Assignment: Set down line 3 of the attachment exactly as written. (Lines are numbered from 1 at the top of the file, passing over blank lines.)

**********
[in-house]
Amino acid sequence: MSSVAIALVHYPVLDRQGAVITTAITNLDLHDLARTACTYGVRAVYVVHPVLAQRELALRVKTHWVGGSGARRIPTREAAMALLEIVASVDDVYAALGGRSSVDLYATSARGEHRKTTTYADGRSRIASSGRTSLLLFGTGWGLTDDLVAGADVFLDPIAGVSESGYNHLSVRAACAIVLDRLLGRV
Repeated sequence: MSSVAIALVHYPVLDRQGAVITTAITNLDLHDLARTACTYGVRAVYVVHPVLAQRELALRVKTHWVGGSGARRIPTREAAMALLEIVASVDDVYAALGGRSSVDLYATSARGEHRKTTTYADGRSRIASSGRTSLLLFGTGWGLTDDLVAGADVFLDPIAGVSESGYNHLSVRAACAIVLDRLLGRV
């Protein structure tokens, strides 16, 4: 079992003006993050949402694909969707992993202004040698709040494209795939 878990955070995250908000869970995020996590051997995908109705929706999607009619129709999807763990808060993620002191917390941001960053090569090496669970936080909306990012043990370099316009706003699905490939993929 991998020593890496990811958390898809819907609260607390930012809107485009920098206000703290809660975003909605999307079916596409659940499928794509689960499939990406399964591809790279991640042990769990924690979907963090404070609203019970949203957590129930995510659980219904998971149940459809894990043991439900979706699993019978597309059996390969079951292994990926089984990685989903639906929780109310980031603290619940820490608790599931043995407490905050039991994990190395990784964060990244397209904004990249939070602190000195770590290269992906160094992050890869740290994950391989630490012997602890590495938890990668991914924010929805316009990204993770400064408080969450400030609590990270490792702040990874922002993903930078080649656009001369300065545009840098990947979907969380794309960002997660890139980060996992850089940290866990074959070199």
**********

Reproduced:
Repeated sequence: MSSVAIALVHYPVLDRQGAVITTAITNLDLHDLARTACTYGVRAVYVVHPVLAQRELALRVKTHWVGGSGARRIPTREAAMALLEIVASVDDVYAALGGRSSVDLYATSARGEHRKTTTYADGRSRIASSGRTSLLLFGTGWGLTDDLVAGADVFLDPIAGVSESGYNHLSVRAACAIVLDRLLGRV